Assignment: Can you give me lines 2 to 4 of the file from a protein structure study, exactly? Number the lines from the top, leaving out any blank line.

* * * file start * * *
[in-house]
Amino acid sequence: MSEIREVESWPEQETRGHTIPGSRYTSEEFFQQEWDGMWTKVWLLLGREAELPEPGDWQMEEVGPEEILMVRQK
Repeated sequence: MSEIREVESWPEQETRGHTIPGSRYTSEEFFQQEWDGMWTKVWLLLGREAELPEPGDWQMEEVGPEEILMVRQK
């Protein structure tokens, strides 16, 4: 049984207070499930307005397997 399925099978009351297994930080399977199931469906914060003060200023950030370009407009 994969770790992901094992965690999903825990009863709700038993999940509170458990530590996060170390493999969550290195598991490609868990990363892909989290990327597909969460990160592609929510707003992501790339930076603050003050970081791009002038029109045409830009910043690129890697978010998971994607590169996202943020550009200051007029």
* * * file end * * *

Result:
Amino acid sequence: MSEIREVESWPEQETRGHTIPGSRYTSEEFFQQEWDGMWTKVWLLLGREAELPEPGDWQMEEVGPEEILMVRQK
Repeated sequence: MSEIREVESWPEQETRGHTIPGSRYTSEEFFQQEWDGMWTKVWLLLGREAELPEPGDWQMEEVGPEEILMVRQK
């Protein structure tokens, strides 16, 4: 049984207070499930307005397997 399925099978009351297994930080399977199931469906914060003060200023950030370009407009 994969770790992901094992965690999903825990009863709700038993999940509170458990530590996060170390493999969550290195598991490609868990990363892909989290990327597909969460990160592609929510707003992501790339930076603050003050970081791009002038029109045409830009910043690129890697978010998971994607590169996202943020550009200051007029």